Concierges always keep an eye on their cities, what is happening, what is new, what is a local staple and what has flavor enough to go on an adventure. I became curious about El Rey de las Fritas after seeing a segment on the Travel Channel. One of my Concierge colleagues, fellow founder of the Concierge Friends and Social Club, suggested we would go. She has a Cuban heritage and grew up with El Rey. I was thrilled because I could not have had a better insider guide.
Once upon a time, I was a student at Andalas University in Padang, Sumatra. I was living with an Indonesian family and I was lucky. My host mother was an outstanding chef. She knew all of my favorite Indonesian dishes that I had grew up with in the Netherlands and had some secret recipes herself. In my three months as a summer student, I gained five kilo’s. My host mother thought I was too skinny. She also wanted to be sure my mother back home knew she had taken excellent care of me.
With year round sunshine, it is always a great time for ice cream in Miami. This is very different from the Netherlands, the country I grew up in. Ice cream stores are only open in the summer and close for the winter months.
I am extremely fond of ice cream. It especially reminds me of my childhood summers and walking to the local Italian ice cream shop around the corner. It was my first ever paying job when I was 16 year old. I was hired according to the owner, because I looked Italian enough even though I did not understand anything of what he or his Italian speaking family were saying. The great thing about working at an ice cream store was having ice cream every day! After that summer, I also ended up with some big muscles in my right arm from all the scooping I did.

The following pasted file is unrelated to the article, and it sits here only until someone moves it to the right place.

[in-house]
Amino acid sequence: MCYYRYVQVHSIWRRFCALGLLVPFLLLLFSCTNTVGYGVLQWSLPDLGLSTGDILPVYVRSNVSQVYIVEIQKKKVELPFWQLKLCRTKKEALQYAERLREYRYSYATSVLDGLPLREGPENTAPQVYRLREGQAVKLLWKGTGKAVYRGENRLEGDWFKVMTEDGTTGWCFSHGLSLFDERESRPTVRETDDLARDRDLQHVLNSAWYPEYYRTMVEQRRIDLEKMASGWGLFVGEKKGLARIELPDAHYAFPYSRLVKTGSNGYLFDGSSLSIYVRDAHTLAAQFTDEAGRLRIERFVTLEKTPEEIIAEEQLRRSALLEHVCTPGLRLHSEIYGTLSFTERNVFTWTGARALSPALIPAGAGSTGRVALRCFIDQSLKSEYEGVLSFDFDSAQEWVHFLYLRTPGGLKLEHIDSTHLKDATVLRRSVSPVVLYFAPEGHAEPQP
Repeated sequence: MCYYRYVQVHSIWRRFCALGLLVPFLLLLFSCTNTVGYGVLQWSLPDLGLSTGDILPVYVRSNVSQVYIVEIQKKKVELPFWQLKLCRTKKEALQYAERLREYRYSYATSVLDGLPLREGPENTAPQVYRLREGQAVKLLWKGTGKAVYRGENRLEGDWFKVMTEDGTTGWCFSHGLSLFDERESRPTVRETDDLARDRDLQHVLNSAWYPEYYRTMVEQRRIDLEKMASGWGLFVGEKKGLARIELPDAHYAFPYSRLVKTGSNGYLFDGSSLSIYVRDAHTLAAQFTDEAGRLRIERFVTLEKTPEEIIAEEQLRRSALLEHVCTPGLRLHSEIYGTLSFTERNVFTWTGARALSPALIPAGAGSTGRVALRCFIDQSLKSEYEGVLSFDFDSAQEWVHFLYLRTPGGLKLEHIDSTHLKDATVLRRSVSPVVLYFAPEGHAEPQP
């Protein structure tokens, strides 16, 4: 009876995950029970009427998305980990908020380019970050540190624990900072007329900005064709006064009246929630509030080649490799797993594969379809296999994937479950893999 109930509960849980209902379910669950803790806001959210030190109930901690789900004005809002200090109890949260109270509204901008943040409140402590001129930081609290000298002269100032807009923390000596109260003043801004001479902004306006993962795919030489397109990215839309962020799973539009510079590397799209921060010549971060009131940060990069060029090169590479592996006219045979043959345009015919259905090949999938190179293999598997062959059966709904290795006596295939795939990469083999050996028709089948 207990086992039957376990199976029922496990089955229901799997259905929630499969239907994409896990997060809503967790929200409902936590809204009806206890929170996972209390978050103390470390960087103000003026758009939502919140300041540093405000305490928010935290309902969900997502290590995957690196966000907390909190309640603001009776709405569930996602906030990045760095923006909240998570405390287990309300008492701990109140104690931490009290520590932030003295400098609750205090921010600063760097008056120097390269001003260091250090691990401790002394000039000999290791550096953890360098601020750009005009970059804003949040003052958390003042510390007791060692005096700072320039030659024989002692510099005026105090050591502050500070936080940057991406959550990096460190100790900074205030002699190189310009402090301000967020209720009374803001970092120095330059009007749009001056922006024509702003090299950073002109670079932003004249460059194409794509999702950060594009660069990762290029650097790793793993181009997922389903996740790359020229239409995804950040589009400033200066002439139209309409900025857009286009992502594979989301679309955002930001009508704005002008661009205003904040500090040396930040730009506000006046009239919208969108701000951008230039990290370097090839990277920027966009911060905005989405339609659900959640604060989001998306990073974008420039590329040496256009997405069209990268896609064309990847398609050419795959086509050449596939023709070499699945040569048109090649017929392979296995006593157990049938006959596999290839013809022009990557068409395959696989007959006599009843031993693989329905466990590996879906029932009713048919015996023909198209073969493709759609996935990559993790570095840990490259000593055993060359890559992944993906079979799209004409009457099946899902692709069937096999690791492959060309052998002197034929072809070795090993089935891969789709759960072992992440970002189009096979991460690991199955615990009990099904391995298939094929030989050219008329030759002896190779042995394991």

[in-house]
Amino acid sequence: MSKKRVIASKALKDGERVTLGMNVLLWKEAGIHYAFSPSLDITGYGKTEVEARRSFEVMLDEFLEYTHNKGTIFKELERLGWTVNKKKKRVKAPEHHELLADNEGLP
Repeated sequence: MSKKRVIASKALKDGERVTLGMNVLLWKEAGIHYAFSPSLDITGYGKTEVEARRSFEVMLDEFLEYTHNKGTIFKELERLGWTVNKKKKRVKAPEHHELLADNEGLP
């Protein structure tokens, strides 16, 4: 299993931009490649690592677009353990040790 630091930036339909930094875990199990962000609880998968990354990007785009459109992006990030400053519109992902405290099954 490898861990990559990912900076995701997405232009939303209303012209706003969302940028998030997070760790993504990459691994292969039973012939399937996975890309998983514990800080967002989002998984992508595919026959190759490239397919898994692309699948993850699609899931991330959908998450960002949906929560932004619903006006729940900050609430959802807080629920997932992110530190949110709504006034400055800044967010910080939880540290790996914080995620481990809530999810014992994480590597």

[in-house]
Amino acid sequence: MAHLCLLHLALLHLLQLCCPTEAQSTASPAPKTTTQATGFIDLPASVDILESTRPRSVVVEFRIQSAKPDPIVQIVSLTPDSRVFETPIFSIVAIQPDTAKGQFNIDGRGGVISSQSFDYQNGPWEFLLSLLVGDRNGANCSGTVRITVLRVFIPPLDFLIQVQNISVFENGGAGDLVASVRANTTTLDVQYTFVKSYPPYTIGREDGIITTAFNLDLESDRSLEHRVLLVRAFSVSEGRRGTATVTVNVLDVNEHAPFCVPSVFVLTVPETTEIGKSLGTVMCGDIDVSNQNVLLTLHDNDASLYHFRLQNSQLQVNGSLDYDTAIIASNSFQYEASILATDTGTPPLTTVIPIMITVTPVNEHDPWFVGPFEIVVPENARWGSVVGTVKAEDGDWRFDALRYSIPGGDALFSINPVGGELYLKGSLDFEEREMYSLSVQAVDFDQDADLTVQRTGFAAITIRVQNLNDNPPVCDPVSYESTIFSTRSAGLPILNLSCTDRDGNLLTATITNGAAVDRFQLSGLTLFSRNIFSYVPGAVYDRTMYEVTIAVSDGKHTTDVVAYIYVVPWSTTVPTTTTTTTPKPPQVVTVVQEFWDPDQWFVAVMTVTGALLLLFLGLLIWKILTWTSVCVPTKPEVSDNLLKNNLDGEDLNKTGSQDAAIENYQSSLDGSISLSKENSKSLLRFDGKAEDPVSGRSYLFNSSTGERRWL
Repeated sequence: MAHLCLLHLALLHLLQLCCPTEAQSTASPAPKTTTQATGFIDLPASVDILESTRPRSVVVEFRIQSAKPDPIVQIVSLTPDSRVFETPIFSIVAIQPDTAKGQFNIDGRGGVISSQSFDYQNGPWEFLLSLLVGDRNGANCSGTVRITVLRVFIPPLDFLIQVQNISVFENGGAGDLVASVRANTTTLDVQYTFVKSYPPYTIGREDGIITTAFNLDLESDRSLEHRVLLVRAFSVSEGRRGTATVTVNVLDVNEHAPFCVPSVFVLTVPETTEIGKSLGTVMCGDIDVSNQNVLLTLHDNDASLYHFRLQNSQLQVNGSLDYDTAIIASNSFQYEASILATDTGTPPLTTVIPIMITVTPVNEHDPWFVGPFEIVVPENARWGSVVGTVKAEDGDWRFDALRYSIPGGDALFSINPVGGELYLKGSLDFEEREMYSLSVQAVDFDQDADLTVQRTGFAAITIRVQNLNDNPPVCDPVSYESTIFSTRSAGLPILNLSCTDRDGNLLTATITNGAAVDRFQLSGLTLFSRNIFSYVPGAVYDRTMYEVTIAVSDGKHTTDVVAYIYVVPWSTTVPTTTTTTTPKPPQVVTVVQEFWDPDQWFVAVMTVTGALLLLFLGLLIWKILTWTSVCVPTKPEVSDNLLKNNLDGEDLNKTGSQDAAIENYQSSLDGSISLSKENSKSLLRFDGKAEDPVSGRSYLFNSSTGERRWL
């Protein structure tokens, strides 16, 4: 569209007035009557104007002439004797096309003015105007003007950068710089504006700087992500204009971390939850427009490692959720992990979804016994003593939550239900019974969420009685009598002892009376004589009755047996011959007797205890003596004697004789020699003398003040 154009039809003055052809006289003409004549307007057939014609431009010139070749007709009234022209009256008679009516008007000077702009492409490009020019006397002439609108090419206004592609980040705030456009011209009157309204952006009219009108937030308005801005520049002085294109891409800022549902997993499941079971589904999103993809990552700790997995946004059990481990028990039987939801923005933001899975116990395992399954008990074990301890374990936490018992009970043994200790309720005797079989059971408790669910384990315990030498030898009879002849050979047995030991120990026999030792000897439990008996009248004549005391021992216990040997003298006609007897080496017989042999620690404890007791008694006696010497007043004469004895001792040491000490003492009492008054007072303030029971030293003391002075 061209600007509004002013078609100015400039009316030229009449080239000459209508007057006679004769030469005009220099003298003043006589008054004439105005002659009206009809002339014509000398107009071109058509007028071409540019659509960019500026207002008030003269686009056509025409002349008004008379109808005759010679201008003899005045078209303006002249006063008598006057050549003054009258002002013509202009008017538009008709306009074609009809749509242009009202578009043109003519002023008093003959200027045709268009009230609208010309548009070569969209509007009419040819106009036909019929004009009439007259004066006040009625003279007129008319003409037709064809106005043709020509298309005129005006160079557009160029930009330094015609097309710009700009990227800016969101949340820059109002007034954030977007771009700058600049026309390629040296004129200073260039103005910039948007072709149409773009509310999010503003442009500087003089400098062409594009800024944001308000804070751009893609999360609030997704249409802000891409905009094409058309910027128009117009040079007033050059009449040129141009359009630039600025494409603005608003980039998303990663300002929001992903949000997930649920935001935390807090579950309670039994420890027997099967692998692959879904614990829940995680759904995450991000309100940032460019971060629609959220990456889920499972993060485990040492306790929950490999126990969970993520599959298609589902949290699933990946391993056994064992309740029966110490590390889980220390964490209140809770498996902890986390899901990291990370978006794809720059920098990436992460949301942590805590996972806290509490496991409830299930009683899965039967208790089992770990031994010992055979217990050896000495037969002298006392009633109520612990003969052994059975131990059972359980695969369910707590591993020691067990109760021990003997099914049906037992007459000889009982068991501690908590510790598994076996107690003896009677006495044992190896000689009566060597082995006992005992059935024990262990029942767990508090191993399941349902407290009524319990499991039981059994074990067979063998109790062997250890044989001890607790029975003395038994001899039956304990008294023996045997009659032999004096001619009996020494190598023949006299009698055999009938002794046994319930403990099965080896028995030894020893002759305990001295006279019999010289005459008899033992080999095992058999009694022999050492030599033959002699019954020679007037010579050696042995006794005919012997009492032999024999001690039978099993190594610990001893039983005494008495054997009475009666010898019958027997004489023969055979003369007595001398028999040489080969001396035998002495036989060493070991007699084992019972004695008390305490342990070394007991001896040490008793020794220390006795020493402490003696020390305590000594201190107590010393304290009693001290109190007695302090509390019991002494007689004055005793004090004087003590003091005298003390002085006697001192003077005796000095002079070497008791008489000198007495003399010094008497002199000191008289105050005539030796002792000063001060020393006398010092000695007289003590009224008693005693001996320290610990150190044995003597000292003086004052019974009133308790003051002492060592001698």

Stone crabs are a Florida delicacy. They are named for their hard, stony, rust-colored shells. If you happen to visit Miami during stone crab season, which runs from October 15 through May 15, they are a must try. Stone crabs mean as much to our state as the blue soft-shell crab does to Maryland or the lobster to Maine.
What makes stone crabs ecologically interesting, is that their claws regenerate. When the stone crab is caught, the fisherman only takes one claw. He then releases the stalk-eyed crustacean back into the water and a new claw will grow back in 12 to 18 months. Stone crabs can regenerate their claws three to four times. The Monterey Bay Aquarium considers the Florida stone crab fishery sustainable and a “Best Choice.” Like we mentioned, going green, being green, is easy and fun and this time, it is delicious too.
You may be wondering, what does an Argentine know about ceviche? Truthfully, lots! There is no doubt that meat is in my blood (in fact I may share some of my fave steak places soon!), but give me a taste or choice for ceviche and the ché is all but gone! Well, for the course of dinnertime at least.